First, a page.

The Freedom Foundation, a free-market think tank, published research in May claiming the COVID-19 death total from the state’s Department of Health was inflated by as much as 13 percent by counting every person who tested positive for the disease, even if the death wasn’t caused by it.
State officials subsequently admitted that some deaths reported as caused by COVID-19 ended up not being caused by the disease.
A handful of deaths were actually from gunshot wounds, Katie Hutchinson, health statistics manager at the Washington State Department of Health (DOH), told reporters in a phone briefing. Officials were looking into 3,000 certificates that indicated symptoms similar to COVID-19 but were unclear as to whether COVID-19 caused the death.
An internal email (pdf) also revealed Hutchinson saying that “in theory,” the Freedom Foundation report author was “correct” in saying a person who tested positive for COVID-19 and died in a car accident a month later would be counted as a COVID-19 death.
About one month later, on June 17, health officials reported a change in counting COVID-19 deaths. “Until now, when a death is reported as a COVID-19 death, it is because the person who passed away also tested positive for COVID-19. However, this method doesn’t just reflect the deaths of people whose deaths were caused by COVID-19; it can include someone who may have died of other causes,” the department said in a press release.
But a new analysis by the Freedom Foundation shows that Washington health officials are still over-reporting COVID-19 deaths, potentially by hundreds of deaths.
The foundation analyzed nearly 2,000 death certificates and found no reference to COVID-19 on 170 of them. Another 171 only referenced COVID-19 as a possible “contributing factor,” the foundation stated.
“Make no mistake. This isn’t an innocent accounting error we’re talking about,” Aaron Withe, national director of the Freedom Foundation, said in a statement. “This is a state agency under the authority of Gov. Jay Inslee that continues to misrepresent the number of people who have died of COVID even after it was already caught doing the same thing.”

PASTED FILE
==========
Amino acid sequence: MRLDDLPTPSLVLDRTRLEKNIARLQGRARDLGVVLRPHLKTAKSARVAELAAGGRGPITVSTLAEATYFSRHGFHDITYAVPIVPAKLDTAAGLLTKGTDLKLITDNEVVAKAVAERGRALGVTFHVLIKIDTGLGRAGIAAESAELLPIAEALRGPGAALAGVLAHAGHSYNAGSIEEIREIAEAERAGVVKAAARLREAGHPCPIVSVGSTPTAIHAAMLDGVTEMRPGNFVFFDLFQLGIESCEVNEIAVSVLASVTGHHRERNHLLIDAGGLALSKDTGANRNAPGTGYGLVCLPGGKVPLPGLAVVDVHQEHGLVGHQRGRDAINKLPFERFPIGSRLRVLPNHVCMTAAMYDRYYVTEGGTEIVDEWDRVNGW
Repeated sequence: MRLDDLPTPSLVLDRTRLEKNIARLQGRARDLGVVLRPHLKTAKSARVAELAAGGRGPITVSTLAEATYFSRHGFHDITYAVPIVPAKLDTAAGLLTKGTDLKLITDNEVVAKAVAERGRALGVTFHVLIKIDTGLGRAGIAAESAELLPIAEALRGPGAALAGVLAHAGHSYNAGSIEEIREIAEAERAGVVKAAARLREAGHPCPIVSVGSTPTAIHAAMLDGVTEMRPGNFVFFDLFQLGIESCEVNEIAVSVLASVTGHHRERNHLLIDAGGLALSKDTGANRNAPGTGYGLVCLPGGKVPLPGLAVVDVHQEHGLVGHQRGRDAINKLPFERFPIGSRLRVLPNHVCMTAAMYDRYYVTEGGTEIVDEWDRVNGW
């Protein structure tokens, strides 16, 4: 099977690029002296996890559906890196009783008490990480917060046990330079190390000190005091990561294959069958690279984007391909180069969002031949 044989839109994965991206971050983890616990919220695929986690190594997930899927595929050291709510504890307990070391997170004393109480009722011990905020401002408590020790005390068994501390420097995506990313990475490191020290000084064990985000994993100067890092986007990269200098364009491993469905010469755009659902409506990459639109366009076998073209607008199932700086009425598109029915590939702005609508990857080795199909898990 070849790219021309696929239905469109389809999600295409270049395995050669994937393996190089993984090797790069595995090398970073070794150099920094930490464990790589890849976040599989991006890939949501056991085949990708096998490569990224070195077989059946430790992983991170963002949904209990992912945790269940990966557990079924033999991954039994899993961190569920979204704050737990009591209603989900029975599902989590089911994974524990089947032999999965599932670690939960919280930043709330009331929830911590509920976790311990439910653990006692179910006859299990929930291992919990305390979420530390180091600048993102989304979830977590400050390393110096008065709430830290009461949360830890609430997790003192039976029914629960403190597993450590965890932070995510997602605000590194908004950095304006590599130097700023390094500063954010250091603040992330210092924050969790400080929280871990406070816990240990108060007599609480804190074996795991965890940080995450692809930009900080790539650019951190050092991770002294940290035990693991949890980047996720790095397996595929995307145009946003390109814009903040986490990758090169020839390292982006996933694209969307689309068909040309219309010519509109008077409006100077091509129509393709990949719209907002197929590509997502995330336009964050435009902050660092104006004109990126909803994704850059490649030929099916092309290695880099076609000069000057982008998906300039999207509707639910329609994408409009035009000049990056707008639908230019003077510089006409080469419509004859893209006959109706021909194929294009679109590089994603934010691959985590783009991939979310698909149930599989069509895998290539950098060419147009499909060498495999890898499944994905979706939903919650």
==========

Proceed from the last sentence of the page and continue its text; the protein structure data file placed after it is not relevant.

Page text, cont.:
In an emailed statement, Mike Faulk, a spokesman for Washington Gov. Jay Inslee, told The Epoch Times: “These twisted political efforts to disappear those who have died from COVID-19 are unpersuasive and in very poor taste. We mourn the lives lost. We will continue to fight to save lives. You may contact the state Department of Health for more on their data collection and how it is vastly superior to whatever it is this unqualified dark money think tank is trying to accomplish.”
The DOH and Washington State Health Secretary John Wiesman didn’t immediately respond to requests for comment from The Epoch Times.
Inslee in May said the death count was based on “the official documents, the best information we have from the local health officials.”
“We’re making decisions on the best data that is available,” he said, criticizing “the conspiracy theories that are fanning people’s efforts to go out and do what this group did.”
On Dec. 10, state health officials said they were making another change to how they report deaths from COVID-19.
Instead of listing a preliminary cause of death, officials will only use the official registered cause of death on the DOH dashboard. Officials will no longer assume a death is caused by COVID-19 if the person who died tested positive for the disease more than 28 days prior to their death. Until the change, officials correlated positive COVID-19 lab results up to 60 days prior to death.
The changes will provide “more precise reporting,” officials said in a statement.
“These changes will result in an adjustment of death totals, including a removal of some deaths from figures made public. Initially, 214 previously reported deaths will be removed from the dashboard. We expect approximately 152 of those reported deaths will be added back once the cause of death is investigated and officially determined to be due to COVID-19. We anticipate this process will take about two weeks,” the DOH stated.
The same situation has played out in other states, The Epoch Times found in July.
At least 22 states have counted in their COVID-19 statistics cases or deaths that hadn’t been confirmed with a diagnostic test. These “probable” cases are determined based on symptoms and other general characteristics, the investigation found at the time.
The definition was one of six ways the accuracy of COVID-19 data is diluted, The Epoch Times reported.
Petr Svab contributed to this report.